Over half of the Aleut households in the Aleutians and Pribilofs eat marine mammals and selected sampling has shown higher than normal levels of contaminants in their blood. More cooperative efforts are needed, as well as continued monitoring. By Victoria Gofman
For thousands of years Aleuts have relied on marine resources for their survival. Traditional foods continue to be critical for individual and community health. Over 90 percent of the households of the western Aleutian village of Atka consume marine mammals, mostly sea lions and harbor seals. Over 70 percent of the households of St. Paul in the Pribilofs consume marine mammals, predominantly northern fur seals. Because of this dependence on sea mammals, Aleut communities have become a driving force behind efforts to better understand the risks associated with environmental contaminants and the potential effects on public health.
In the year 2000, the State of Alaska conducted testing for Persistent Organic Pollutants (POPs) in blood samples from human subjects in five Aleutian and Pribilof Island villages. The results showed higher than normal levels of some contaminants, including Polychlorinated Biphenyls (PCBs) and Dichlor-Diphenyl-Trichloroethane (DDE). These findings have raised new questions about the fate and transport of POPs and the need to study the exposure level and impacts.
Another study from this area is focusing on the most sensitive members of the population: mothers and newborn infants. Ten Aleut tribes are enrolled in the Alaska Native Traditional Food Safety Monitoring Program, which monitors contaminant levels in blood, hair and urine. Health care providers obtain dietary data from the mothers and follow the health of children for several years. In September 2003, the project was extended to include Russia’s Aleuts and other indigenous peoples from the Kamchatka Peninsula and Commander Islands. The expansion of this program is the first step in creating an international environmental health-monitoring network in the Bering Sea region.
More cooperation needed
One of the challenges with contaminants in indigenous peoples food is the lack of collaboration between communities, scientists and healthcare providers on studies about contaminants pathways in Aleut communities in charge of environmental health monitoringorder to improve public health. The rise of cardiovascular diseases, diabetes, and obesity makes it necessary to reassess not only the risks but also the benefits of a traditional diet.
New projects happening
St. Paul and Atka are currently working with regional and tribal agencies on a four-year contaminants study: Dietary Benefits and Risks in Rural Villages. This study provides a model for village specific assessments of contaminant concerns and the broader implications of diet from a public health perspective. The project addresses several issues: levels of pollutants, nutritional value in traditional vs. available commercial foods and health consequences of dietary change based on epidemiological data about diabetes, heart disease and other emerging village health problems.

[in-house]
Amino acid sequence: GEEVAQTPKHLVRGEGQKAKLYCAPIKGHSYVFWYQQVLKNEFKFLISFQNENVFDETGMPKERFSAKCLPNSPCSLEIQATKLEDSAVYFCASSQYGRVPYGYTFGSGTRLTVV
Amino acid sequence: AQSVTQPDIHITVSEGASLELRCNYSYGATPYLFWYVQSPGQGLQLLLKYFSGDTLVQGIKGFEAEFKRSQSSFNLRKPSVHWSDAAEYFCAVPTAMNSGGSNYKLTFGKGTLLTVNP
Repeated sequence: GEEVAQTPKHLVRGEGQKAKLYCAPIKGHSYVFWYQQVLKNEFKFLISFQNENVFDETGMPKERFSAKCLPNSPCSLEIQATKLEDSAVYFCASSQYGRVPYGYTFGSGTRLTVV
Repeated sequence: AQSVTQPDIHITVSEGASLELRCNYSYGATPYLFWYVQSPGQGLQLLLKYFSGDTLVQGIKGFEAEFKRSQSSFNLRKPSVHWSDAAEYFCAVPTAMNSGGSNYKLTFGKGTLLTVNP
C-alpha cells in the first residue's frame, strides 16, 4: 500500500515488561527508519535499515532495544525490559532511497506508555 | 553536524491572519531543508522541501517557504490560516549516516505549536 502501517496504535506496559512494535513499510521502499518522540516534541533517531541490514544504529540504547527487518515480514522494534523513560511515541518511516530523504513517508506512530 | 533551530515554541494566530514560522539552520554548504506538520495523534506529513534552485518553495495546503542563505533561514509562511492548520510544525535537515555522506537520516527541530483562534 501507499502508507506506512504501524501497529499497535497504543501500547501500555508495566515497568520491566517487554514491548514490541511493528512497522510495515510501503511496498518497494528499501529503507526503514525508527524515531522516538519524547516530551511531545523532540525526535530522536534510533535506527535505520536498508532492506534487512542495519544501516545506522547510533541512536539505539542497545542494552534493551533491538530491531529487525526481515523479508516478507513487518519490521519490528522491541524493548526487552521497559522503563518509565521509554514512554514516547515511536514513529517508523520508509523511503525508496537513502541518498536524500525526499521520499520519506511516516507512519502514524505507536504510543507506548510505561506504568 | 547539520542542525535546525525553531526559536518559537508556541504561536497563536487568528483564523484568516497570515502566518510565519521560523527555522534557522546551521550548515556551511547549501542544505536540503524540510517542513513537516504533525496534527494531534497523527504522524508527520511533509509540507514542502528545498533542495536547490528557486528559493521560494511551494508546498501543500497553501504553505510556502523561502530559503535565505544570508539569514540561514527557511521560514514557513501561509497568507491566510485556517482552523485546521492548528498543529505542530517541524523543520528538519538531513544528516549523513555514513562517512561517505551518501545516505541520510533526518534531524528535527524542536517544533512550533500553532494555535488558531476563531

The process includes dietary surveys to determine types and quantities of foods consumed, testing of traditional food samples for contaminants (PCBs, pesticides, radionucleides, and heavy metals) and nutrients, as well as community education. Hiring village-based coordinators and research assistants enhances the effectiveness of two-way communication and makes local residents active participants in the research and remediation of the impacts.
A video documentary about the project features Aleuts speaking about the significance of traditional food. This film provides an opportunity for the non-indigenous audiences to acquire insight into native lifestyles and to understand the interconnection between the native people, diet, environment and health. The Aleut community strongly believes that an understanding of the importance of diet to native culture is critical to the successful collaborative research.
Aleut tribes and organizations are actively engaged in finding ways to ensure a healthy environment and lifestyle for their people. They have established partnerships with scientists, government authorities and policy makers, and have begun developing local capacity to perform on-going research and monitoring. The growing understanding of the transboundary
nature of the environmental impacts calls for international collaboration where the Aleut organizations could become valuable partners.
VICTORIA GOFMAN is the executive director of the Aleut International Association (AIA), an Alaskan Native non-profit formed by the Aleutian/Pribilof Islands Association (regional consortium of 13 Aleut tribes in the United States) and the Association of Indigenous People of the Aleut District of the Kamchatka Region of the Russian Federation. AIA is a Permanent Participant in the Arctic Council. The organization’s mission is to facilitate international cooperation aimed at protection of the environment, health and sustainable development of the Bering Sea region and to rebuild ties between the American and Russia’s Aleut people.
The Dietary Benefits and Risks in Rural Villages is administered by the Aleutian/Pribilof Islands Association (A/PIA). Principal researcher is Michael Brubaker, A/PIA Community services director. For more information go to www.apiai.com.
The Traditional Native Food Program in Kamchatka is administered by the Alaska Native Tribal Health Consortium and the Aleut International Association. Principal researcher is Dr. James Berner, ANTHC. For more info e-mail firstname.lastname@example.org.